#include <openssl/tls1.h> long SSL_CTX_set_tlsext_status_cb(SSL_CTX *ctx, int (*callback)(SSL *, void *)); long SSL_CTX_get_tlsext_status_cb(SSL_CTX *ctx, int (**callback)(SSL *, void *)); long SSL_CTX_set_tlsext_status_arg(SSL_CTX *ctx, void *arg); long SSL_CTX_get_tlsext_status_arg(SSL_CTX *ctx, void **arg); long SSL_CTX_set_tlsext_status_type(SSL_CTX *ctx, int type); long SSL_CTX_get_tlsext_status_type(SSL_CTX *ctx); long SSL_set_tlsext_status_type(SSL *s, int type); long SSL_get_tlsext_status_type(SSL *s); long SSL_get_tlsext_status_ocsp_resp(ssl, unsigned char **resp); long SSL_set_tlsext_status_ocsp_resp(ssl, unsigned char *resp, int len);
A client application may request that a server send back an OCSP status response (also known as OCSP stapling). To do so the client should call the SSL_CTX_set_tlsext_status_type() function prior to the creation of any SSL objects. Alternatively an application can call the SSL_set_tlsext_status_type() function on an individual SSL object prior to the start of the handshake. Currently the only supported type is TLSEXT_STATUSTYPE_ocsp. This value should be passed in the type argument. Calling SSL_CTX_get_tlsext_status_type() will return the type TLSEXT_STATUSTYPE_ocsp previously set via SSL_CTX_set_tlsext_status_type() or -1 if not set.
The client should additionally provide a callback function to decide what to do with the returned OCSP response by calling SSL_CTX_set_tlsext_status_cb(). The callback function should determine whether the returned OCSP response is acceptable or not. The callback will be passed as an argument the value previously set via a call to SSL_CTX_set_tlsext_status_arg(). Note that the callback will not be called in the event of a handshake where session resumption occurs (because there are no Certificates exchanged in such a handshake). The callback previously set via SSL_CTX_set_tlsext_status_cb() can be retrieved by calling SSL_CTX_get_tlsext_status_cb(), and the argument by calling SSL_CTX_get_tlsext_status_arg().
On the client side SSL_get_tlsext_status_type() can be used to determine whether the client has previously called SSL_set_tlsext_status_type(). It will return TLSEXT_STATUSTYPE_ocsp if it has been called or -1 otherwise. On the server side SSL_get_tlsext_status_type() can be used to determine whether the client requested OCSP stapling. If the client requested it then this function will return TLSEXT_STATUSTYPE_ocsp, or -1 otherwise.
The response returned by the server can be obtained via a call to SSL_get_tlsext_status_ocsp_resp(). The value *resp will be updated to point to the OCSP response data and the return value will be the length of that data. Typically a callback would obtain an OCSP_RESPONSE object from this data via a call to the d2i_OCSP_RESPONSE() function. If the server has not provided any response data then *resp will be NULL and the return value from SSL_get_tlsext_status_ocsp_resp() will be -1.
A server application must also call the SSL_CTX_set_tlsext_status_cb() function if it wants to be able to provide clients with OCSP Certificate Status responses. Typically the server callback would obtain the server certificate that is being sent back to the client via a call to SSL_get_certificate(); obtain the OCSP response to be sent back; and then set that response data by calling SSL_set_tlsext_status_ocsp_resp(). A pointer to the response data should be provided in the resp argument, and the length of that data should be in the len argument.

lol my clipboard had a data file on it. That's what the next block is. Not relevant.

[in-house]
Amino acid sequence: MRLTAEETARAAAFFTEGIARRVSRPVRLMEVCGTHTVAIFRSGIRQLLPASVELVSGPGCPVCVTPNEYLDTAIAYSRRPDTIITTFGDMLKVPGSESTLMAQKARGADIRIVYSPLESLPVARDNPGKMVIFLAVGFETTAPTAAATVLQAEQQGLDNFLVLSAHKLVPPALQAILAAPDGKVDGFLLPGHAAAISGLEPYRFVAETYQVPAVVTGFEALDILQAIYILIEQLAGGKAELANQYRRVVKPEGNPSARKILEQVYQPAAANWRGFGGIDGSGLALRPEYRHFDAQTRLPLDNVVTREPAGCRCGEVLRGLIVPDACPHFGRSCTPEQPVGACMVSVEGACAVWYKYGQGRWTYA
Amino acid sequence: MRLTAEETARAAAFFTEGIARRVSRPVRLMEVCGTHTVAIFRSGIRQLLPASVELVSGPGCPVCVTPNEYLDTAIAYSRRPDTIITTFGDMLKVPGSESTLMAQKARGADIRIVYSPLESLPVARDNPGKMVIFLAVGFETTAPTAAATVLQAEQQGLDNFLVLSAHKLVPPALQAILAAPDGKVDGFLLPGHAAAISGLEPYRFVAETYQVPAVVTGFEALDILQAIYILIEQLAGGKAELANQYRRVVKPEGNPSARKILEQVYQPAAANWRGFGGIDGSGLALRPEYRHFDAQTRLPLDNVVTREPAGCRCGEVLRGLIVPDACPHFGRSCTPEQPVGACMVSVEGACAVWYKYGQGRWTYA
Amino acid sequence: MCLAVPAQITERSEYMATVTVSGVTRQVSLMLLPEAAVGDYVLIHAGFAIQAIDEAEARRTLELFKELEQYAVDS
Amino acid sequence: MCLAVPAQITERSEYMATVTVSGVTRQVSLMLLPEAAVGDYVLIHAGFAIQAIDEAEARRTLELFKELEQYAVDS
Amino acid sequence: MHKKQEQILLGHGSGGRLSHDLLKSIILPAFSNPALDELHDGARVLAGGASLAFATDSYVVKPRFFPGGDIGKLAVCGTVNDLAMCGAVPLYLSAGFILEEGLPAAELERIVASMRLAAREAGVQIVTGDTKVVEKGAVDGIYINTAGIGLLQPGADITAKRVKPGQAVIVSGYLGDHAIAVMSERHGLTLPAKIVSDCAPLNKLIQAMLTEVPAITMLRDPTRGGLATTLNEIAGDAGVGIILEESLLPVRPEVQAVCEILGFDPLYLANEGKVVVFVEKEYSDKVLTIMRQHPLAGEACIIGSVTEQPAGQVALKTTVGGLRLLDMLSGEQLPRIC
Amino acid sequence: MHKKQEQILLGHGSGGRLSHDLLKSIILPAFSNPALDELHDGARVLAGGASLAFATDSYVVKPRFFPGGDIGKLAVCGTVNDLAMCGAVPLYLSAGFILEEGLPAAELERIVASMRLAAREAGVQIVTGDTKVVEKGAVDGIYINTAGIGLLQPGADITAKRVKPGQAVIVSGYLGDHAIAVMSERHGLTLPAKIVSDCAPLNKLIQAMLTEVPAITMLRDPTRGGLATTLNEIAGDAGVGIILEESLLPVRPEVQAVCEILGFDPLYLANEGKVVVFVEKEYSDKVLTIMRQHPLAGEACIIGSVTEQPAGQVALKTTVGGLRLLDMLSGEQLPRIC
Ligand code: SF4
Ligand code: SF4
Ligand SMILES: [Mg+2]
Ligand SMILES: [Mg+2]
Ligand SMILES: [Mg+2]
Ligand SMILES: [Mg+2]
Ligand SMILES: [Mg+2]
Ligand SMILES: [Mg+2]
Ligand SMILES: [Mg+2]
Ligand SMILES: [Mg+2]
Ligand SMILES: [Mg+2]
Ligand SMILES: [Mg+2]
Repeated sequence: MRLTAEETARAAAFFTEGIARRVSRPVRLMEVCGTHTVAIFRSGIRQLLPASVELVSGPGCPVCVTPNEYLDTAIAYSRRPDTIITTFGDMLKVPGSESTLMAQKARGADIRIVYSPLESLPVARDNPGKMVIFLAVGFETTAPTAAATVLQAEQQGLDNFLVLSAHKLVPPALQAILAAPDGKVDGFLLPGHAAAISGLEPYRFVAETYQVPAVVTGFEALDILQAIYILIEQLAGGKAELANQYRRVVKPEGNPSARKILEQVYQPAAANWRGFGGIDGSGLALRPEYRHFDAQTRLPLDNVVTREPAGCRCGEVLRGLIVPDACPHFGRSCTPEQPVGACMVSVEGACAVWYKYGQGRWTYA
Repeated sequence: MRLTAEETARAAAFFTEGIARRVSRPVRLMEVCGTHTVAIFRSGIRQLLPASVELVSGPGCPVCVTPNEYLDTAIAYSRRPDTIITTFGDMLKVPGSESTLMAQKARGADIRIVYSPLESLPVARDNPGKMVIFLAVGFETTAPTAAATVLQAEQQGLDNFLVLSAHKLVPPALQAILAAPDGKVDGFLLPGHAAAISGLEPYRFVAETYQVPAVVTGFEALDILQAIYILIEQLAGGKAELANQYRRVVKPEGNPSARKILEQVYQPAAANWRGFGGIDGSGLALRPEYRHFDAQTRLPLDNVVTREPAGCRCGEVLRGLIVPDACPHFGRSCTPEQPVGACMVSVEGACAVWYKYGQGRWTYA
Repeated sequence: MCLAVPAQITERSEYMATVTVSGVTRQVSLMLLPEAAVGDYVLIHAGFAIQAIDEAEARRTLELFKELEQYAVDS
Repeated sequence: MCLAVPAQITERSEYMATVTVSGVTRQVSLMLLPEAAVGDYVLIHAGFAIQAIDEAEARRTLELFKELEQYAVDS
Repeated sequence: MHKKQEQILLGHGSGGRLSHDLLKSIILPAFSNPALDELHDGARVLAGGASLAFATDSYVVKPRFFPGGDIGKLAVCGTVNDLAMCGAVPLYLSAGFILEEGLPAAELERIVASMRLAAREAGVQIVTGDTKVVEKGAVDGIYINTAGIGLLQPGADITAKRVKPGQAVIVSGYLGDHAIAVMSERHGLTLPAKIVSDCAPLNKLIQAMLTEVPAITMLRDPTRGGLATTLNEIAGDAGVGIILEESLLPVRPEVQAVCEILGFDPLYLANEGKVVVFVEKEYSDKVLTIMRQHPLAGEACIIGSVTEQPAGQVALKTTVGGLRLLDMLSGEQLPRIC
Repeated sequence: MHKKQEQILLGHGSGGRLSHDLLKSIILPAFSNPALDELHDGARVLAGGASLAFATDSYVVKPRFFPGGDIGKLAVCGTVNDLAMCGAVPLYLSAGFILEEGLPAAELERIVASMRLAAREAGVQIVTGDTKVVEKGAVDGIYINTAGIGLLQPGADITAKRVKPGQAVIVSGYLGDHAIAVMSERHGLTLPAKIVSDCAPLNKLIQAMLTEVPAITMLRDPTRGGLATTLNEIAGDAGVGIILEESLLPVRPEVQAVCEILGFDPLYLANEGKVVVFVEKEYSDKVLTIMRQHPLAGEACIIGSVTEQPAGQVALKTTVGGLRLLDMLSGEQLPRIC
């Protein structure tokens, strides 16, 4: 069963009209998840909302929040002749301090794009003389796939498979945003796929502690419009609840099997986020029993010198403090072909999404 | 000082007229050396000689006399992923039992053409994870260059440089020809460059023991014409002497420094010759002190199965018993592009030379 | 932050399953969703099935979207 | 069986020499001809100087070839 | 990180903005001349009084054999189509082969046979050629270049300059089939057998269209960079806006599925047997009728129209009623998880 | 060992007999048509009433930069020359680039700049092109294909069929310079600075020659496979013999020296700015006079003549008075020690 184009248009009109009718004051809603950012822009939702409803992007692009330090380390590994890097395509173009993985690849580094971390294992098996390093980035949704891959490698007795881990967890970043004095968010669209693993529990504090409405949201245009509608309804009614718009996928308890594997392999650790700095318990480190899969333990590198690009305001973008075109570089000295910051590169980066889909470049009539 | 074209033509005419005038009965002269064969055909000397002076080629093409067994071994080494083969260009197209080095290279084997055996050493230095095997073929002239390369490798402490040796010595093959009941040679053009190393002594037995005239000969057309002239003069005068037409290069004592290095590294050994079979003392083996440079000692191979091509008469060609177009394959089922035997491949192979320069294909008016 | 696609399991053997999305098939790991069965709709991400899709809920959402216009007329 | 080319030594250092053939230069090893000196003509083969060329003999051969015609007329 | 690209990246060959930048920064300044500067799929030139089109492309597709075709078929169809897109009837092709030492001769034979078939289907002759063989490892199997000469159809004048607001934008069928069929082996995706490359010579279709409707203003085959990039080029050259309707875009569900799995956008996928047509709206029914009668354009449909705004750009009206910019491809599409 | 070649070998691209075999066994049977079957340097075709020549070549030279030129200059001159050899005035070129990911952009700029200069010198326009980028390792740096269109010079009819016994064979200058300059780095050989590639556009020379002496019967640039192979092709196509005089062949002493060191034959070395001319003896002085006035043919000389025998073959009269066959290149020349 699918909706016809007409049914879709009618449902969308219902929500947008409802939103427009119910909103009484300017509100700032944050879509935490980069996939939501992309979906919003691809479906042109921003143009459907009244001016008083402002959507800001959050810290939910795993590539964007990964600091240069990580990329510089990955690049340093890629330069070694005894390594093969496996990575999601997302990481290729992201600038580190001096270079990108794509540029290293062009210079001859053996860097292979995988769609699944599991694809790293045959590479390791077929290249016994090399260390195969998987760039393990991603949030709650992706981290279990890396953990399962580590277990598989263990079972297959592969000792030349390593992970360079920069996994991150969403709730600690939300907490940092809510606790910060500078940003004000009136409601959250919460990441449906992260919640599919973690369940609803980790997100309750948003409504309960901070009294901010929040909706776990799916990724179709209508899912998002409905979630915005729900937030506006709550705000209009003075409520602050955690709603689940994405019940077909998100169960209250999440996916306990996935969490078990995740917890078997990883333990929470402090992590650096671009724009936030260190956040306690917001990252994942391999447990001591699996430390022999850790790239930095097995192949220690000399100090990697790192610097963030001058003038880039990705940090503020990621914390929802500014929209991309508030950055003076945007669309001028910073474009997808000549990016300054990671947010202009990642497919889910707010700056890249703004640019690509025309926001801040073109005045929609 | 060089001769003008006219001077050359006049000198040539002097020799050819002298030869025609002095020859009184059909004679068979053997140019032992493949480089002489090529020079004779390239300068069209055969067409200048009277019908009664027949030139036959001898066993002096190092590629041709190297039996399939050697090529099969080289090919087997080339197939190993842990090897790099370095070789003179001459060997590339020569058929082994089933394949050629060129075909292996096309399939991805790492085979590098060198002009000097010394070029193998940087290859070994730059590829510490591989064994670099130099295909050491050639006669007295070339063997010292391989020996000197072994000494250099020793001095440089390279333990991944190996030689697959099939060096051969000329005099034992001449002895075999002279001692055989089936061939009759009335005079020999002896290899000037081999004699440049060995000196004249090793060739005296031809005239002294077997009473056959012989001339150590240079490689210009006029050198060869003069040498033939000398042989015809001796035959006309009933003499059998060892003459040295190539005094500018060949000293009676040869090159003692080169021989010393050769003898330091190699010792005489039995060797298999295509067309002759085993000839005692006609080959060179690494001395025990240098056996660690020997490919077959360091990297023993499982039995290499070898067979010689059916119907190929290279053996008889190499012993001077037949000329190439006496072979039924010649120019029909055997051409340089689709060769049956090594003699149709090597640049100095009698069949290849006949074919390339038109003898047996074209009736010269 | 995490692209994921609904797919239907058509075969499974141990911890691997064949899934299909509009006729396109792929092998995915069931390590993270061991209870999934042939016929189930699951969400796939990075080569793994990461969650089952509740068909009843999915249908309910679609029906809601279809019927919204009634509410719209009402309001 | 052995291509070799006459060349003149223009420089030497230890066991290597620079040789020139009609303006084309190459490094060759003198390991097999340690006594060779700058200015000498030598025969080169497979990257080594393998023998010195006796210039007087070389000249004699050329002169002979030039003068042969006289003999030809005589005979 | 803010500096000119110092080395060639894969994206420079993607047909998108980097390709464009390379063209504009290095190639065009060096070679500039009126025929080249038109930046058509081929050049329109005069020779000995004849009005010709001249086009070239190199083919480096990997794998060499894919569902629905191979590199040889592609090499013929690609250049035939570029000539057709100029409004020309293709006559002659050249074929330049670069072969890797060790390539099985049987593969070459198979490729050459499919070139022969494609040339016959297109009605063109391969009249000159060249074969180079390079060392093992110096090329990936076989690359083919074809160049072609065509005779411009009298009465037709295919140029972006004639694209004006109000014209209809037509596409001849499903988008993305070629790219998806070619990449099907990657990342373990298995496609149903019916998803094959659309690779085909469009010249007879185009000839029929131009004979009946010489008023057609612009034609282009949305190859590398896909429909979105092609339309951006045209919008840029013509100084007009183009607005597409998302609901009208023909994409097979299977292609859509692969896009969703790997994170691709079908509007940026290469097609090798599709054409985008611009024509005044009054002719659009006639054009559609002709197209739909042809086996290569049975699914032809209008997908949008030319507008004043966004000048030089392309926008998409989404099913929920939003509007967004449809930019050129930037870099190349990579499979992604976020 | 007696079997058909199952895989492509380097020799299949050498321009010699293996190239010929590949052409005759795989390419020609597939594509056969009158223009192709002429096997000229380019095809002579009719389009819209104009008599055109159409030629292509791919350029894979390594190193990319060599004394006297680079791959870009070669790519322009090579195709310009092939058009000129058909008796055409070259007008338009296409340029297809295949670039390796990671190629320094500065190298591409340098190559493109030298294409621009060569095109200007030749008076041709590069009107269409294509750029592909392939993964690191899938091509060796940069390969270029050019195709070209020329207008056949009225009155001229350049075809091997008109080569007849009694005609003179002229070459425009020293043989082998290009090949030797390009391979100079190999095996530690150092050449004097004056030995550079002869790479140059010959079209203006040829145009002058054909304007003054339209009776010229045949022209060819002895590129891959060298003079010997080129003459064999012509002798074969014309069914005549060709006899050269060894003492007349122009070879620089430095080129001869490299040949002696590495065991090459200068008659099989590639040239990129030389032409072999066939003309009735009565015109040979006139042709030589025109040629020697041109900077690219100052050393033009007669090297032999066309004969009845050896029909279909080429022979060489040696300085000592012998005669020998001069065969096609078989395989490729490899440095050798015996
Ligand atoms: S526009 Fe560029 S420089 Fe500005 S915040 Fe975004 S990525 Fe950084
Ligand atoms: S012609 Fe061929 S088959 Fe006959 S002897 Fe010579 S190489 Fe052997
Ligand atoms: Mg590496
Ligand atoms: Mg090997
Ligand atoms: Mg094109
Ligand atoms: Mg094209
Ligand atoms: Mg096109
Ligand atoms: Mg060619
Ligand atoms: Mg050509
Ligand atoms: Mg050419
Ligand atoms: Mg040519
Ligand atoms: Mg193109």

The callback when used on the client side should return a negative value on error; 0 if the response is not acceptable (in which case the handshake will fail) or a positive value if it is acceptable.
The callback when used on the server side should return with either SSL_TLSEXT_ERR_OK (meaning that the OCSP response that has been set should be returned), SSL_TLSEXT_ERR_NOACK (meaning that an OCSP response should not be returned) or SSL_TLSEXT_ERR_ALERT_FATAL (meaning that a fatal error has occurred).
SSL_CTX_set_tlsext_status_cb(), SSL_CTX_set_tlsext_status_arg(), SSL_CTX_set_tlsext_status_type(), SSL_set_tlsext_status_type() and SSL_set_tlsext_status_ocsp_resp() return 0 on error or 1 on success.
SSL_CTX_get_tlsext_status_type() returns the value previously set by SSL_CTX_set_tlsext_status_type(), or -1 if not set.
SSL_get_tlsext_status_ocsp_resp() returns the length of the OCSP response data or -1 if there is no OCSP response data.
SSL_get_tlsext_status_type() returns TLSEXT_STATUSTYPE_ocsp on the client side if SSL_set_tlsext_status_type() was previously called, or on the server side if the client requested OCSP stapling. Otherwise -1 is returned.
The SSL_get_tlsext_status_type(), SSL_CTX_get_tlsext_status_type() and SSL_CTX_set_tlsext_status_type() functions were added in OpenSSL 1.1.0.
Copyright 2015-2016 The OpenSSL Project Authors. All Rights Reserved.
Licensed under the OpenSSL license (the “License”). You may not use this file except in compliance with the License. You can obtain a copy in the file LICENSE in the source distribution or at <https://www.openssl.org/source/license.html>.
The man pages SSL_CTX_get_tlsext_status_arg.3ssl(3), SSL_CTX_get_tlsext_status_cb.3ssl(3), SSL_CTX_get_tlsext_status_type.3ssl(3), SSL_CTX_set_tlsext_status_arg.3ssl(3), SSL_CTX_set_tlsext_status_type.3ssl(3), SSL_get_tlsext_status_ocsp_resp.3ssl(3), SSL_get_tlsext_status_type.3ssl(3), SSL_set_tlsext_status_ocsp_resp.3ssl(3) and SSL_set_tlsext_status_type.3ssl(3) are aliases of SSL_CTX_set_tlsext_status_cb.3ssl(3).